Co. to cover entire spectrum of film genres, directors

VENICE — Having grown to become Italy’s top film player, Medusa Cinema now faces a new challenge: getting the word out that it has no intention of monopolizing the market.

The country’s top film financier and the number one distributor for the past three years, Medusa — the film division of Silvio Berlusconi’s Fininvest conglom — benefits from synergy with sister company Mediaset, Italy’s top commercial broadcaster.

Thanks to that link, Medusa cherry-picks Hollywood titles which go out on its movie screens before being beamed via Mediaset into Italian homes.

With investment of 100 million Euros yearly, a 20% market share and 240 million Euros in revenues this year Medusa has plenty of muscle.

But exec VP Gianpaolo Letta insists its dominant status does not choke Italy’s producers, many of which — Cattleya, Jean Vigo and Fandango — are shepherding projects through Medusa’s pipeline.

“The demise of former top dog Cecchi Gori has really opened the market for Italian indies because it ushered in a new system of production,” says Letta. “We finance films made by the indies much more than they ever did. And now our competitors, like RAI Cinema and Mikado, are doing the same thing,” he adds.

Despite Medusa’s marketing-driven approach, it has not confined itself to mainstream product.

“Medusa is the only company in Italy that covers the entire spectrum of film genres and also types of directors: from U.S. blockbusters to obscure Italian arthouse movies by first-time directors,” Letta says.

In the past year it has released titles as diverse as “Lord of the Rings: The Two Towers” and Italian director Emanuele Crialese’s “Respiro.”

Letta, the son of Berlusconi’s right-hand-man and political backup Gianni Letta, also resolutely counters sporadic allegations that Berlusconi — in his role as Italian prime minister — holds political sway over Medusa’s editorial choices.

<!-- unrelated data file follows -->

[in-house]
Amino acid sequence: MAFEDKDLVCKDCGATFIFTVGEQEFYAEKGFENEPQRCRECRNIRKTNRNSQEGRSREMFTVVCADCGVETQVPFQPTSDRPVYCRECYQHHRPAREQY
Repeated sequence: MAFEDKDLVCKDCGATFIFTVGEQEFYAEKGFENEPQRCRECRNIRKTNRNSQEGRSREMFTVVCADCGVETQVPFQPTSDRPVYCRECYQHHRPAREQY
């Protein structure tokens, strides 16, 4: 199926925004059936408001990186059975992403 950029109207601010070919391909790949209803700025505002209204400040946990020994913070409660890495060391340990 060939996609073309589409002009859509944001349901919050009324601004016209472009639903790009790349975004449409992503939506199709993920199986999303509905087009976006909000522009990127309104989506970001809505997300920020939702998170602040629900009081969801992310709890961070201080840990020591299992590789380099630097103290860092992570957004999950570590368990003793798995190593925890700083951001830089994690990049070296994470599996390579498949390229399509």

“I don’t think any director in Italy can say that Berlusconi represents a threat to his or her creative freedom,” insists Letta.

Certainly, since 1995 when Medusa was created, plenty of outspokenly leftist directors, such as Giuseppe Tornatore, Ettore Scola, and Bernardo Bertolucci have become regular fixtures on Medusa’s slate.

Key projects from Medusa’s pipeline:

  • Tornatore is in script-stage on “Leningrad,” an English-language historical epic depicting the Nazi siege of the Russian Revolution’s birthplace. Letta said he has entered talks for Nicole Kidman to star in the project, for which he is seeking a U.S. partner.

  • Gerard Depardieu is attached to star in Ettore Scola’s drama “Un Drago a Forma di Nuvola” (A Cloud-Shaped Dragon) which is scheduled to start shooting in April 2004 in Italy and France.

  • Cameras are rolling in Rome on “Don’t Move,” a drama starring Penelope Cruz and directed by Sergio Castellitto (“Mostly Martha”).

Other projects in development include the next film by top-grossing comic trio Aldo Giovanni and Giacomo, and pictures by Bernardo Bertolucci and Gabriele Muccino, whose “The Last Kiss” and “Remember Me” were moneyspinners for Medusa.

Medusa owns 107 screens, about 80 of which are in multiplex facilities built in the past three-and-a half years. The company is Italy’s second largest exhibitor after Warner Bros.

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